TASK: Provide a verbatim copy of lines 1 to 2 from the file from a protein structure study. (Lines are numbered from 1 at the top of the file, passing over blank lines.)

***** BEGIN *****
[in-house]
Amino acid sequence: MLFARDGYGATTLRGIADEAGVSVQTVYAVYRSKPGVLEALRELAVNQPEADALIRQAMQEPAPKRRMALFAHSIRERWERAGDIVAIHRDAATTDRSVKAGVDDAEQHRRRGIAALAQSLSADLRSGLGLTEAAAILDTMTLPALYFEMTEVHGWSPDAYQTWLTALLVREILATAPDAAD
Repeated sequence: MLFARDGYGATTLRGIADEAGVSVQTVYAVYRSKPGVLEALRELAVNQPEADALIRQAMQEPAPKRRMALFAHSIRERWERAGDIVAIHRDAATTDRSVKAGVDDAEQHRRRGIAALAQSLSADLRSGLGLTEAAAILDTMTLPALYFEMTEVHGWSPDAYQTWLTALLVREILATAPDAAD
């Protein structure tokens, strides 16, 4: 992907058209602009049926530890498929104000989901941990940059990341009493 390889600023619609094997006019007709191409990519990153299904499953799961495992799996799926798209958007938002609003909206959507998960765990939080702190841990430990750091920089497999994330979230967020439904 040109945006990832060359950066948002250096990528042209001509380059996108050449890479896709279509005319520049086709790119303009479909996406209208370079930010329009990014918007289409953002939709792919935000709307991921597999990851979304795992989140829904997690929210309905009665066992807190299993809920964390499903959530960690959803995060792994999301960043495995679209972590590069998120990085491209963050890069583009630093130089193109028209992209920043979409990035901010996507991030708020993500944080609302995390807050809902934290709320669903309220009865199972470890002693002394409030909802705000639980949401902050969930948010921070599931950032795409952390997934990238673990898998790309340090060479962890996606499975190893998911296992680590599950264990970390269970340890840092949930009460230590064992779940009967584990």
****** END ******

[in-house]
Amino acid sequence: MLFARDGYGATTLRGIADEAGVSVQTVYAVYRSKPGVLEALRELAVNQPEADALIRQAMQEPAPKRRMALFAHSIRERWERAGDIVAIHRDAATTDRSVKAGVDDAEQHRRRGIAALAQSLSADLRSGLGLTEAAAILDTMTLPALYFEMTEVHGWSPDAYQTWLTALLVREILATAPDAAD